Welcome to an insightful exploration of the intricacies surrounding Olabisi Onabanjo University’s (OOU) school fees, particularly with a focus on the distinctions between indigene and non-indigene students. In this comprehensive article, we delve into not only the financial aspects but also the broader context, covering essential topics such as post-UTME procedures, admission prerequisites, acceptance fees, and an overview of this esteemed institution. Whether you’re a prospective student, a concerned parent, or an interested observer, join us as we uncover the nuances that shape the educational landscape at OOU.
Olabisi Onabanjo University, Ago-Iwoye, is a state-owned university situated in Ago-Iwoye, Ogun State, Nigeria. The university was established on July 7, 1982, as Ogun State University (OSU) and was later renamed Olabisi Onabanjo University on May 29, 2001, in tribute to Olabisi Onabanjo. His contributions as the former civilian governor of Ogun State led to the creation of the university. Some students continue to use the acronym OSU to refer to the institution, reflecting its previous name.
Olabisi Onabanjo University encompasses multiple campuses. The Main Campus, situated in Ago-Iwoye is commonly referred to as the Permanent Site (PS) by students. There’s also a Mini Campus, which previously housed the Faculty of Science until its relocation to the permanent site in January 2013. The Faculty of Agriculture is located in Aiyetoro, the Faculty of Engineering in Ibogun, and the College of Medicine, along with the Faculties of Basic Medical Sciences and Pharmacy, are located in Shagamu.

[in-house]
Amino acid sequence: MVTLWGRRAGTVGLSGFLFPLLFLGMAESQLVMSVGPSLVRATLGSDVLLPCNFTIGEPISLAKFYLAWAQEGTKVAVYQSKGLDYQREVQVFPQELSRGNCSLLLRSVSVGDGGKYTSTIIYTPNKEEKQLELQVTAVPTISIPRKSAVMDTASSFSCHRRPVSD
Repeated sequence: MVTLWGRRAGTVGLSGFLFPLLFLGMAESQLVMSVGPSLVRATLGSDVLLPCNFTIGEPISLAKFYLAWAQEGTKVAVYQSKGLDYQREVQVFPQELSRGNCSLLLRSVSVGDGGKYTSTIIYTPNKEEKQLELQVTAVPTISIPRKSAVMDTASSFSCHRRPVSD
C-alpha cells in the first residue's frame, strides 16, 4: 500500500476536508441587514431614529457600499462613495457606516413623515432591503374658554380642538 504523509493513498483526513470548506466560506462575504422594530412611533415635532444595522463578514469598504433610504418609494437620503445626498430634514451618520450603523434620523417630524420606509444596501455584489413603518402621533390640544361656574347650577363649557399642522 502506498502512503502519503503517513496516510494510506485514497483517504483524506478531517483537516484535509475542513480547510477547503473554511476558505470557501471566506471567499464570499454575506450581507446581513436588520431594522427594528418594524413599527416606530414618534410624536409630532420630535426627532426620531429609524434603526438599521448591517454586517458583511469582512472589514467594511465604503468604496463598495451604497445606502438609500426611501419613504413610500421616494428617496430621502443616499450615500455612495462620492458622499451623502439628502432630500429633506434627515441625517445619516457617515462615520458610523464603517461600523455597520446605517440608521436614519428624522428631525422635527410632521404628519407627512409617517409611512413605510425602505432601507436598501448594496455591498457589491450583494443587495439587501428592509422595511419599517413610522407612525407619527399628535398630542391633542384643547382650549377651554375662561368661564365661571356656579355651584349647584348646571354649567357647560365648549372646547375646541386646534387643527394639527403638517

In March 2023, Olabisi Onabanjo University (OOU) in Ago-Iwoye, Ogun State, reached its 40-year milestone. The university commemorated this occasion on campus under the theme “Lighting the Path of Academic Excellence.” During the celebration, Vice Chancellor Prof. Ayodeji Olayinka Agboola outlined six strategic intervention pillars to be pursued over the next five years. These encompass Academic Excellence, High Impact and Translational Research, University Administration, Enhancing Student Experience, Entrepreneurial Linkages and Partnerships, as well as Improved and Sustainable Funding.
Agboola emphasized his commitment to building upon past achievements through these six strategic interventions.
Furthermore, Agboola highlighted the university’s pioneering use of Artificial Intelligence (AI) for conducting the Post-Unified Tertiary Matriculation Examination (PUTME) during the pandemic.
OOU School Fees For Indigene and Non Indigene
Currently, the school fees for both indigenes and non-indigenes studying at OOU range from N95,000 to N300,000, depending on the course and level of the student.